Grandmaster Flash
Why do they call him the Grandmaster?

To quickly bypass some exposition that has been covered in previous writing, Flash is accredited with some major innovations to DJing, including: 1) Cue; 2) Slipmats; 3) the ‘Quick-Mix Theory’, and, ultimately; 4) Extended beats; 5) turntablism, and 6) rap; 7) the popularising of the technics turntables, and 8) the popularising of conical needles; 9) putting the hands on the body of the record; 10) drawing on records with a crayon; the list goes on.

            History isn’t a story of one man, and undoubtedly Flash was influenced from a lot of directions around him, and the art of DJing after Flash involves a lot of innovators, such as additions to the theory, new sounds, updated or different techniques, but it is nonetheless impressive to think that something as musicologically huge as extending the beat was figured out by one very curious young lad. While it can seem odd, Flash himself makes it very clear that before he extended the beat, there was no rap, as there was no beat to speak on, and while he may not have written or performed the first recognisable or prototypal rap, the concept was not possible or perhaps even imaginable, until that ground was built.
            It is more or less undisputed, and the main body of criticisms toward Flash usually involve disputes about who wrote what, or who produced what in the years of ‘Grandmaster Flash and the Furious Five’. It is unlikely that he was aware of the impact of his quest to loop a 10 second break for 10 minutes, and, for me, few other innovations have had such a huge impact on music culture; the entirety of Techno and Hip Hop, two huge forces of music culture, are enabled by turntablism and sampling, although the former has a greater dependency on the drum machine, which came around the same time as the first direct drive turntables (Technics SL 1200). To touch on the gravity of the situation, academic literature regarding tripping and rave culture centralises the importance of the loop, or cyclic time in the purposeness of rave and the power of techno, so to speak; the quintessential trip is deeply reliant upon the time-altering effect of the loop, and while it may seem so normal now, before the loop, almost everything in the West was linear, or strophic.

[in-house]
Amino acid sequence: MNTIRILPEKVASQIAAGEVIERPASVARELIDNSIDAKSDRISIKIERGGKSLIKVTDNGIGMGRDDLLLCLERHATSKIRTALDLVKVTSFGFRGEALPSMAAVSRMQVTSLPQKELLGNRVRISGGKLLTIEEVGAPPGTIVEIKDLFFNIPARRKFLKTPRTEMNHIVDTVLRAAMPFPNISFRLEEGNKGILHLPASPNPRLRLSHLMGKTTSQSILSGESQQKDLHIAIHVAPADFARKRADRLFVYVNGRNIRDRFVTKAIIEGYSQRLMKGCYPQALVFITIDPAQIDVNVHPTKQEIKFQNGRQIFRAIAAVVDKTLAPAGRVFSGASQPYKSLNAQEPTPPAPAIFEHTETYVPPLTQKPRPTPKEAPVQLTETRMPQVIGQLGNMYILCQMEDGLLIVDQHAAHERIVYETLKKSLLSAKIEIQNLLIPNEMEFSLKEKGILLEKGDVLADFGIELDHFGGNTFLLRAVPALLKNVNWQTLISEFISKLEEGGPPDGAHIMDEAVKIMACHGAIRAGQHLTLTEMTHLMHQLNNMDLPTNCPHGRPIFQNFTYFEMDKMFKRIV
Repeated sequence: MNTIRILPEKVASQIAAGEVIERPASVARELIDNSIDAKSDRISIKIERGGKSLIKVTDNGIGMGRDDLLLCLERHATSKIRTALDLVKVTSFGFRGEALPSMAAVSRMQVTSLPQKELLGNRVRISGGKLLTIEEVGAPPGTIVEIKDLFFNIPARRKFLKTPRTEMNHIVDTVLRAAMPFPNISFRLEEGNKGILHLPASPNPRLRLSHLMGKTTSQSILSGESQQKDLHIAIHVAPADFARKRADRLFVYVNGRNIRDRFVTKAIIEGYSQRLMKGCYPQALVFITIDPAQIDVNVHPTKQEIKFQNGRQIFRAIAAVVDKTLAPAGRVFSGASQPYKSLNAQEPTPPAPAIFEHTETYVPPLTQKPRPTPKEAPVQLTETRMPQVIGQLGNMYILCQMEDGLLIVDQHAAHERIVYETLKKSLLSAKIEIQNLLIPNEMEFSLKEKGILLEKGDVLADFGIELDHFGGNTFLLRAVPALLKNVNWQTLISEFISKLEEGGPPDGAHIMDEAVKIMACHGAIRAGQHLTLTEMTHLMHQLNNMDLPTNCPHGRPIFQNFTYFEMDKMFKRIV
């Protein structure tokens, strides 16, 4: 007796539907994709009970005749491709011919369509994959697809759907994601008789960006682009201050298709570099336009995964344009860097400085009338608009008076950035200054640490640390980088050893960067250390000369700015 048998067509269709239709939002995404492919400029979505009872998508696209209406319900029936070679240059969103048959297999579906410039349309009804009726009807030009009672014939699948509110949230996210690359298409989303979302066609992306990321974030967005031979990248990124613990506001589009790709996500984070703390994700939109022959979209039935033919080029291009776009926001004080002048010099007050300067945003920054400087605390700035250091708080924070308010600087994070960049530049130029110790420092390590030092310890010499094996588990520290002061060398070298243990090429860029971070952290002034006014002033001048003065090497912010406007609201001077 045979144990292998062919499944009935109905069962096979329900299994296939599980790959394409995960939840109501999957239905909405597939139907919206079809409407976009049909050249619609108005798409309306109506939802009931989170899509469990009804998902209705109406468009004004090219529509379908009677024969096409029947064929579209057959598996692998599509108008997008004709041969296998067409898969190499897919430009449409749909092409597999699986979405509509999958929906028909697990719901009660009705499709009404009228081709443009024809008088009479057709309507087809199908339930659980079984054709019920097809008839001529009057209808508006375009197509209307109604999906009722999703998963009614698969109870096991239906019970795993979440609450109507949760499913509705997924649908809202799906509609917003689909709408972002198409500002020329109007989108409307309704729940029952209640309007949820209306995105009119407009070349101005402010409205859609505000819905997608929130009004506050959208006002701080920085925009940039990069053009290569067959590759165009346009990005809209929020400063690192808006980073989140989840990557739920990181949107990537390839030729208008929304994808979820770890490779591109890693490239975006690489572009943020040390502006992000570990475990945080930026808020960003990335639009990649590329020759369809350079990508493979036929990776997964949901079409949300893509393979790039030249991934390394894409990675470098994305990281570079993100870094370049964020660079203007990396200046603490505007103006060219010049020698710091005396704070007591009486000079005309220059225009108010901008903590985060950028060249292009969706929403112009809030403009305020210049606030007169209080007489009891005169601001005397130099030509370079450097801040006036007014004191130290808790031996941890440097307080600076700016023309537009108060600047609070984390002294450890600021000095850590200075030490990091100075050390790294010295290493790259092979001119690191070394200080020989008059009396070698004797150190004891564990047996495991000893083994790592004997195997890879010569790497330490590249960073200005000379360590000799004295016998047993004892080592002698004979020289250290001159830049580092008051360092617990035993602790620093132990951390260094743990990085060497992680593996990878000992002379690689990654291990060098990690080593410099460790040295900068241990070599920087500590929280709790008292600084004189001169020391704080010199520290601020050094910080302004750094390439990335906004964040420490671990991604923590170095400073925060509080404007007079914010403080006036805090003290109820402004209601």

Starting with the first, “cue”, or “cueing”, refers to listening to another track in your headphones, while a track is playing to the audience, and the process of aligning beats. On early mixers, there was no cue system, meaning you couldn’t listen to anything without playing it out to the audience, but being able to pre-listen enabled turntablism to really evolve beyond crossfading, and indeed, the DJing style mastered by Ricardo Villalobos and friends, this long, harmonic mixing of minimal beats is something that exists partially as a result of Flash cutting an audio cable and soldering an extra jack into a small amplifier and into his headphones. The process of aligning records would also not be possible without discarding the rubber mats on turntables; Flash cut circles of baking paper and felt, and replaced the rubber placemat with them, allowing him to turn records counterclockwise fast enough to be able to bring the playhead back to the top of the loop in time to align it with the bottom of the loop on the other turntable. Next, he studied needles, and decided to ditch the popular elliptical needles in favour of the lower fidelity conical needles, as the frequency spectrum was influenced by the width of the needle, and the narrower width of the conical needle, while reducing the frequency spectrum, allowed it to stay in the groove consistently enough to enable the technique.
            Perhaps Grandmaster Flash extracting “the loop” out of old disco records can be considered as having the same significance to certain countercultural forms as the first extraction of LSD by Albert Hoffman.